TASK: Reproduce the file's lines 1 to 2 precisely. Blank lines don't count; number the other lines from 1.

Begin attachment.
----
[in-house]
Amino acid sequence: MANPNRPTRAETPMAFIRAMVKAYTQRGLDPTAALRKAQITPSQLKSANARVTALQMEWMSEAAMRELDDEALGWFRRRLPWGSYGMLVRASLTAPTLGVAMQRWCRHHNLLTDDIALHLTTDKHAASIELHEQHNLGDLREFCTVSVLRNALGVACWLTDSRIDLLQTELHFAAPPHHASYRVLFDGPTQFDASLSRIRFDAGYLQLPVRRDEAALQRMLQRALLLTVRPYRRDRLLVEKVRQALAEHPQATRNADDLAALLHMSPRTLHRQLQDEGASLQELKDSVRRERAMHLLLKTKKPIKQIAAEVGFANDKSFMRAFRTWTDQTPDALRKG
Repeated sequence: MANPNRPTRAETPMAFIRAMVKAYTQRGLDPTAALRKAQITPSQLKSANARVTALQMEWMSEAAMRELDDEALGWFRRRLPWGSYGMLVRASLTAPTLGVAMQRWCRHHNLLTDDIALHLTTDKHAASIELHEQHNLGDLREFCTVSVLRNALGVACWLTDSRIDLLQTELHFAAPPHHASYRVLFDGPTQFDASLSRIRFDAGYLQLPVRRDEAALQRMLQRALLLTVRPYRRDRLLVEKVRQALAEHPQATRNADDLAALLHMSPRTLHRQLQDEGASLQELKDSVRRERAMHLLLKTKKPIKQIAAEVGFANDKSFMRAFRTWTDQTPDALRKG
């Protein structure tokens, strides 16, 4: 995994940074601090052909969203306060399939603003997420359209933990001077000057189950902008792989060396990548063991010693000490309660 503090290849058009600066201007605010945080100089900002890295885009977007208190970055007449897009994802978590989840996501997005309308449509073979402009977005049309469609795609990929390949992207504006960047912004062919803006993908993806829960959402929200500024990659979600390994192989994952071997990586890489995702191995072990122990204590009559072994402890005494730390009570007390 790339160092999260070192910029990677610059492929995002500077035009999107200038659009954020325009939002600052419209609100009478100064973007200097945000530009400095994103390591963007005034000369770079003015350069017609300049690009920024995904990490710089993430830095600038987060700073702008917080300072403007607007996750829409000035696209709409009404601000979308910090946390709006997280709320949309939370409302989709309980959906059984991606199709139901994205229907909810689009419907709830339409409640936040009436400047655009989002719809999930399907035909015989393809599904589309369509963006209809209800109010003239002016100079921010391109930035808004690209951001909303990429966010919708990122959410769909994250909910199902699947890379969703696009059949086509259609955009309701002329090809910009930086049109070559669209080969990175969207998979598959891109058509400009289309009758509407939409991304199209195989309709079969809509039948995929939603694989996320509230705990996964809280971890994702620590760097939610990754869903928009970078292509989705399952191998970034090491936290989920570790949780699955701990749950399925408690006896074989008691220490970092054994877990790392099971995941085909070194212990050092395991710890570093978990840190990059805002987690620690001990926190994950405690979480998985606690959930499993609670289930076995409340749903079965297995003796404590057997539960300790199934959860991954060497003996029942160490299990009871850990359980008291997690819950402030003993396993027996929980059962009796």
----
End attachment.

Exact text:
[in-house]
Amino acid sequence: MANPNRPTRAETPMAFIRAMVKAYTQRGLDPTAALRKAQITPSQLKSANARVTALQMEWMSEAAMRELDDEALGWFRRRLPWGSYGMLVRASLTAPTLGVAMQRWCRHHNLLTDDIALHLTTDKHAASIELHEQHNLGDLREFCTVSVLRNALGVACWLTDSRIDLLQTELHFAAPPHHASYRVLFDGPTQFDASLSRIRFDAGYLQLPVRRDEAALQRMLQRALLLTVRPYRRDRLLVEKVRQALAEHPQATRNADDLAALLHMSPRTLHRQLQDEGASLQELKDSVRRERAMHLLLKTKKPIKQIAAEVGFANDKSFMRAFRTWTDQTPDALRKG